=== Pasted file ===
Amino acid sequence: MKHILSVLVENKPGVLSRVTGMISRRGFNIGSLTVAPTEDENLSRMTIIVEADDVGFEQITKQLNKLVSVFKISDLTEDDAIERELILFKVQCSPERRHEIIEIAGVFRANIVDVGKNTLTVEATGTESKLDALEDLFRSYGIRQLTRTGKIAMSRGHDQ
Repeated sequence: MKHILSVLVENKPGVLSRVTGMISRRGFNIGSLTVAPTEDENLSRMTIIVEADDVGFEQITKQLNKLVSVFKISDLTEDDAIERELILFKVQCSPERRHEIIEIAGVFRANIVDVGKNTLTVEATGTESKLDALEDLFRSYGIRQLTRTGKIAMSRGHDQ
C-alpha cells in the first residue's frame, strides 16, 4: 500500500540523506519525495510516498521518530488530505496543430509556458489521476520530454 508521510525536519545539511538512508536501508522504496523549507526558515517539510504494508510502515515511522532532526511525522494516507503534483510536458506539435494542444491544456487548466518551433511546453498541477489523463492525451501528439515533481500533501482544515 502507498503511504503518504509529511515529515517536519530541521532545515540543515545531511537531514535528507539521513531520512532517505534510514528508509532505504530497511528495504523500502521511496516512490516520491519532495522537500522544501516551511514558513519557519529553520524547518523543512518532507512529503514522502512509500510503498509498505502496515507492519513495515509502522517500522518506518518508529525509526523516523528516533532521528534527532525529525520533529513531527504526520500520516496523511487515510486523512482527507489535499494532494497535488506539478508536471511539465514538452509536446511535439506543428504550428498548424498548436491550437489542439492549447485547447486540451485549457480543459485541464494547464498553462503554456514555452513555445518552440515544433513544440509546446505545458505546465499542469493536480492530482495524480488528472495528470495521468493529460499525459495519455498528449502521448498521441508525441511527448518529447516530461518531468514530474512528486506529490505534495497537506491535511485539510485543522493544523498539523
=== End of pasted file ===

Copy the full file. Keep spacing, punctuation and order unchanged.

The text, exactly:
Amino acid sequence: MKHILSVLVENKPGVLSRVTGMISRRGFNIGSLTVAPTEDENLSRMTIIVEADDVGFEQITKQLNKLVSVFKISDLTEDDAIERELILFKVQCSPERRHEIIEIAGVFRANIVDVGKNTLTVEATGTESKLDALEDLFRSYGIRQLTRTGKIAMSRGHDQ
Repeated sequence: MKHILSVLVENKPGVLSRVTGMISRRGFNIGSLTVAPTEDENLSRMTIIVEADDVGFEQITKQLNKLVSVFKISDLTEDDAIERELILFKVQCSPERRHEIIEIAGVFRANIVDVGKNTLTVEATGTESKLDALEDLFRSYGIRQLTRTGKIAMSRGHDQ
C-alpha cells in the first residue's frame, strides 16, 4: 500500500540523506519525495510516498521518530488530505496543430509556458489521476520530454 508521510525536519545539511538512508536501508522504496523549507526558515517539510504494508510502515515511522532532526511525522494516507503534483510536458506539435494542444491544456487548466518551433511546453498541477489523463492525451501528439515533481500533501482544515 502507498503511504503518504509529511515529515517536519530541521532545515540543515545531511537531514535528507539521513531520512532517505534510514528508509532505504530497511528495504523500502521511496516512490516520491519532495522537500522544501516551511514558513519557519529553520524547518523543512518532507512529503514522502512509500510503498509498505502496515507492519513495515509502522517500522518506518518508529525509526523516523528516533532521528534527532525529525520533529513531527504526520500520516496523511487515510486523512482527507489535499494532494497535488506539478508536471511539465514538452509536446511535439506543428504550428498548424498548436491550437489542439492549447485547447486540451485549457480543459485541464494547464498553462503554456514555452513555445518552440515544433513544440509546446505545458505546465499542469493536480492530482495524480488528472495528470495521468493529460499525459495519455498528449502521448498521441508525441511527448518529447516530461518531468514530474512528486506529490505534495497537506491535511485539510485543522493544523498539523